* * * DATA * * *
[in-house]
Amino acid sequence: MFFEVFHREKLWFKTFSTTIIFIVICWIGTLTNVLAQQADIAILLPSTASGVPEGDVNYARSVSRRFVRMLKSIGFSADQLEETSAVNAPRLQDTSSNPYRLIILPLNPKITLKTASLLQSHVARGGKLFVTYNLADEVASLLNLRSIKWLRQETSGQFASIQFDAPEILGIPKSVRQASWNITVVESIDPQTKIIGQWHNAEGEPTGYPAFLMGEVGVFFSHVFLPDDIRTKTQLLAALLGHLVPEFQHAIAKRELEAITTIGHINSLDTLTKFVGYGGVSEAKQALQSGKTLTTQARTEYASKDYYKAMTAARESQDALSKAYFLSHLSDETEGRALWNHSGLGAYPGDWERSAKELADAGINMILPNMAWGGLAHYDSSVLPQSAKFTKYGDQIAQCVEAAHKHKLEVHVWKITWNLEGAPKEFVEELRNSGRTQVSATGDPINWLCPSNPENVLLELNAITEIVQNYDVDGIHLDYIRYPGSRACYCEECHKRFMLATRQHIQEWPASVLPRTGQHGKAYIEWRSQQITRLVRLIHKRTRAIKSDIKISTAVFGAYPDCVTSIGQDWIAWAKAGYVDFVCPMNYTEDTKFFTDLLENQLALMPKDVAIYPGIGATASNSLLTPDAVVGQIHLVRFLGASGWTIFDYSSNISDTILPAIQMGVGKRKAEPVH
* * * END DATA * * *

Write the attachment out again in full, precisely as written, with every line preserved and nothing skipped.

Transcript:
[in-house]
Amino acid sequence: MFFEVFHREKLWFKTFSTTIIFIVICWIGTLTNVLAQQADIAILLPSTASGVPEGDVNYARSVSRRFVRMLKSIGFSADQLEETSAVNAPRLQDTSSNPYRLIILPLNPKITLKTASLLQSHVARGGKLFVTYNLADEVASLLNLRSIKWLRQETSGQFASIQFDAPEILGIPKSVRQASWNITVVESIDPQTKIIGQWHNAEGEPTGYPAFLMGEVGVFFSHVFLPDDIRTKTQLLAALLGHLVPEFQHAIAKRELEAITTIGHINSLDTLTKFVGYGGVSEAKQALQSGKTLTTQARTEYASKDYYKAMTAARESQDALSKAYFLSHLSDETEGRALWNHSGLGAYPGDWERSAKELADAGINMILPNMAWGGLAHYDSSVLPQSAKFTKYGDQIAQCVEAAHKHKLEVHVWKITWNLEGAPKEFVEELRNSGRTQVSATGDPINWLCPSNPENVLLELNAITEIVQNYDVDGIHLDYIRYPGSRACYCEECHKRFMLATRQHIQEWPASVLPRTGQHGKAYIEWRSQQITRLVRLIHKRTRAIKSDIKISTAVFGAYPDCVTSIGQDWIAWAKAGYVDFVCPMNYTEDTKFFTDLLENQLALMPKDVAIYPGIGATASNSLLTPDAVVGQIHLVRFLGASGWTIFDYSSNISDTILPAIQMGVGKRKAEPVH